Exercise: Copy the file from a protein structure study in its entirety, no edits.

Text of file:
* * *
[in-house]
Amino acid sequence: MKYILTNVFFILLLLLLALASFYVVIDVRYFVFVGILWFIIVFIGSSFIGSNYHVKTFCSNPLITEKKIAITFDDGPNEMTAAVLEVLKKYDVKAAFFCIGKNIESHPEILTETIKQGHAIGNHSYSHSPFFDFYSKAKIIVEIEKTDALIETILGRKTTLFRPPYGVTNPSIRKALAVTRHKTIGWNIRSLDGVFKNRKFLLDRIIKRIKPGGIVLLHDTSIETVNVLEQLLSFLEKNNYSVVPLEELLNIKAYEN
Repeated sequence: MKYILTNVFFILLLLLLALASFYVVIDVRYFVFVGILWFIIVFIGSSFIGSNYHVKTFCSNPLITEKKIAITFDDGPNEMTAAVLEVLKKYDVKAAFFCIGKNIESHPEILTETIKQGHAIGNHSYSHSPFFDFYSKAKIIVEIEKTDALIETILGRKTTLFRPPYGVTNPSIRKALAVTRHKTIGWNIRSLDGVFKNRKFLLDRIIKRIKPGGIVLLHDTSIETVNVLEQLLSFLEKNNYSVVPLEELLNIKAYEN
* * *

[in-house]
Amino acid sequence: MKYILTNVFFILLLLLLALASFYVVIDVRYFVFVGILWFIIVFIGSSFIGSNYHVKTFCSNPLITEKKIAITFDDGPNEMTAAVLEVLKKYDVKAAFFCIGKNIESHPEILTETIKQGHAIGNHSYSHSPFFDFYSKAKIIVEIEKTDALIETILGRKTTLFRPPYGVTNPSIRKALAVTRHKTIGWNIRSLDGVFKNRKFLLDRIIKRIKPGGIVLLHDTSIETVNVLEQLLSFLEKNNYSVVPLEELLNIKAYEN
Repeated sequence: MKYILTNVFFILLLLLLALASFYVVIDVRYFVFVGILWFIIVFIGSSFIGSNYHVKTFCSNPLITEKKIAITFDDGPNEMTAAVLEVLKKYDVKAAFFCIGKNIESHPEILTETIKQGHAIGNHSYSHSPFFDFYSKAKIIVEIEKTDALIETILGRKTTLFRPPYGVTNPSIRKALAVTRHKTIGWNIRSLDGVFKNRKFLLDRIIKRIKPGGIVLLHDTSIETVNVLEQLLSFLEKNNYSVVPLEELLNIKAYEN